The Greek man, identified in some reports as Athunasius, had been living and working in the Bumboret Valley since 1995. He was supervising the construction of the Kalash House museum and primary school where he also volunteered as a teacher. The project is funded by small Greek NGO and is intended to help preserve and promote the unique Kalash culture. During his time in the valley Athunasius also helped establish two primary schools and three maternity centres.
Note: The local media does not seem to be any better at handling Greek names than I am. Local reports have reported the victim as being Athanasee Laironaise, Lerunis Athuanisis, or simply Athunasius.
While Chitral is generally considered peaceful, it does border the conflict-plagued Afghan provinces of Kunar and Nuristan. An Afghan government adviser visiting the region was kidnapped last year. Two years ago unidentified gunmen murdered a Spanish national and his Pakistani servant at their residence in the Bumboret Valley.
Six foreigners kidnapped in Somalia in November of last year have been released according to this AlertNet report. Four were aid workers with Action Contre La Faim (ACF) while the other two were the Kenyan pilots who had flown them in to Somalia.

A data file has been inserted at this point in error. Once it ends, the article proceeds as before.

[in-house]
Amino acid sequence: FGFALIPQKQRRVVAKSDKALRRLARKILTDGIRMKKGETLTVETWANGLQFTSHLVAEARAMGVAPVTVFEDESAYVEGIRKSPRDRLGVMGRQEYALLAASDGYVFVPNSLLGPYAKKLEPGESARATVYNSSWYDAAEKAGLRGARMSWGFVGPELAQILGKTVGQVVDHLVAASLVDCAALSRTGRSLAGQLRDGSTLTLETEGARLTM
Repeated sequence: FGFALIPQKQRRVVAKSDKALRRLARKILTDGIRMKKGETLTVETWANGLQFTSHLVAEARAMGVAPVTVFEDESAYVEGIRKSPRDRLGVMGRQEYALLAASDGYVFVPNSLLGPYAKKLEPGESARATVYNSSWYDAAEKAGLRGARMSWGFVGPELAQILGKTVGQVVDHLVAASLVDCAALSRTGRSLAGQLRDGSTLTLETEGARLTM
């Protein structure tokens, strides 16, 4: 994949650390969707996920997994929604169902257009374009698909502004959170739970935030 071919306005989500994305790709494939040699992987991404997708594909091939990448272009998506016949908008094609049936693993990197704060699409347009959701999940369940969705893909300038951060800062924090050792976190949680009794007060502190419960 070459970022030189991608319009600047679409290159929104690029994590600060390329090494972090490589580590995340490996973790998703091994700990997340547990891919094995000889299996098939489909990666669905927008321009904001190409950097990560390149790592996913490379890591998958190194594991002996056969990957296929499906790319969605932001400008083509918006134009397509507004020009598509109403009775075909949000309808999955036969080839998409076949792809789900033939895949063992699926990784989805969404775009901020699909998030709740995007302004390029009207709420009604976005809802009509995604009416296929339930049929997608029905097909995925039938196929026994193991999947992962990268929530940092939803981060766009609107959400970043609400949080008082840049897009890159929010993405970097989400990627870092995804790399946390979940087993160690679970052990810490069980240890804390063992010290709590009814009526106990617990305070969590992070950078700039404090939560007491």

Meanwhile MSF indicates that one of its staff members, missing since 4 August, returned safely last Friday. Unfortunately the international staff member is still being held by an unidentified armed group.
Three aid workers — an American, a Pakistani, and a Mozambican — were kidnapped by armed men in Kenya’s border town of Mandera on Friday night. The gunmen reportedly seized the trio from an NGO run guest house where they were watching television with seven other expatriates. The victims were forced into a Land Cruiser and driven across the border into Somalia.
A ‘security guard’ cum ‘private tour guide’ was seriously injured during the incident.